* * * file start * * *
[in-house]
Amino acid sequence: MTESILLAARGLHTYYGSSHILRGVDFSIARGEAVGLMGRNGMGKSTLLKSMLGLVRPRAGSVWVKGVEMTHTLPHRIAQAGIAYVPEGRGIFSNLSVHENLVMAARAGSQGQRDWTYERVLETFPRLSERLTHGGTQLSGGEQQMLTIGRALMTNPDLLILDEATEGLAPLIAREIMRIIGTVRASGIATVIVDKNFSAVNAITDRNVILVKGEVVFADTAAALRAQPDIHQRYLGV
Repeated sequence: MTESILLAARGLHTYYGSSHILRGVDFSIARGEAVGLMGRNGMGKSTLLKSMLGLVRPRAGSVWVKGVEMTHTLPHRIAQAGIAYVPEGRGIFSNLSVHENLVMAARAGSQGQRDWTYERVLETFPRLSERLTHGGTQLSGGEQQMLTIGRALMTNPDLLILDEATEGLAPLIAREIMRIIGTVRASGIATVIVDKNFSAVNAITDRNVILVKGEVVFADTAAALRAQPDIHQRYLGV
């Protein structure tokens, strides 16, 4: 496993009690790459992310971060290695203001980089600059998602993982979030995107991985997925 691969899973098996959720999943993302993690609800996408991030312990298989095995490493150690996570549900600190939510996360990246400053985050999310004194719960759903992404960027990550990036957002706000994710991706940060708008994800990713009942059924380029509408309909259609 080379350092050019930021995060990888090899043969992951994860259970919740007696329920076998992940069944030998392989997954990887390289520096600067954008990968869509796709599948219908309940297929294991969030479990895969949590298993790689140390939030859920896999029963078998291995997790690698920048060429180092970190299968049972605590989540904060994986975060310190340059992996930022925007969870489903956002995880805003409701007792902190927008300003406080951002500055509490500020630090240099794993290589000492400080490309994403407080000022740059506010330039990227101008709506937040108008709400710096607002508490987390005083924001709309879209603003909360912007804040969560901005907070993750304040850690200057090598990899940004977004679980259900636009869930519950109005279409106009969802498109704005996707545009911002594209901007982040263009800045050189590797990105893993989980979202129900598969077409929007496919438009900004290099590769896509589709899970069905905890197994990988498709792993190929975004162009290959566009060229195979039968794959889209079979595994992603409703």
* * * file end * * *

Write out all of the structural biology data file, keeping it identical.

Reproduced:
[in-house]
Amino acid sequence: MTESILLAARGLHTYYGSSHILRGVDFSIARGEAVGLMGRNGMGKSTLLKSMLGLVRPRAGSVWVKGVEMTHTLPHRIAQAGIAYVPEGRGIFSNLSVHENLVMAARAGSQGQRDWTYERVLETFPRLSERLTHGGTQLSGGEQQMLTIGRALMTNPDLLILDEATEGLAPLIAREIMRIIGTVRASGIATVIVDKNFSAVNAITDRNVILVKGEVVFADTAAALRAQPDIHQRYLGV
Repeated sequence: MTESILLAARGLHTYYGSSHILRGVDFSIARGEAVGLMGRNGMGKSTLLKSMLGLVRPRAGSVWVKGVEMTHTLPHRIAQAGIAYVPEGRGIFSNLSVHENLVMAARAGSQGQRDWTYERVLETFPRLSERLTHGGTQLSGGEQQMLTIGRALMTNPDLLILDEATEGLAPLIAREIMRIIGTVRASGIATVIVDKNFSAVNAITDRNVILVKGEVVFADTAAALRAQPDIHQRYLGV
């Protein structure tokens, strides 16, 4: 496993009690790459992310971060290695203001980089600059998602993982979030995107991985997925 691969899973098996959720999943993302993690609800996408991030312990298989095995490493150690996570549900600190939510996360990246400053985050999310004194719960759903992404960027990550990036957002706000994710991706940060708008994800990713009942059924380029509408309909259609 080379350092050019930021995060990888090899043969992951994860259970919740007696329920076998992940069944030998392989997954990887390289520096600067954008990968869509796709599948219908309940297929294991969030479990895969949590298993790689140390939030859920896999029963078998291995997790690698920048060429180092970190299968049972605590989540904060994986975060310190340059992996930022925007969870489903956002995880805003409701007792902190927008300003406080951002500055509490500020630090240099794993290589000492400080490309994403407080000022740059506010330039990227101008709506937040108008709400710096607002508490987390005083924001709309879209603003909360912007804040969560901005907070993750304040850690200057090598990899940004977004679980259900636009869930519950109005279409106009969802498109704005996707545009911002594209901007982040263009800045050189590797990105893993989980979202129900598969077409929007496919438009900004290099590769896509589709899970069905905890197994990988498709792993190929975004162009290959566009060229195979039968794959889209079979595994992603409703």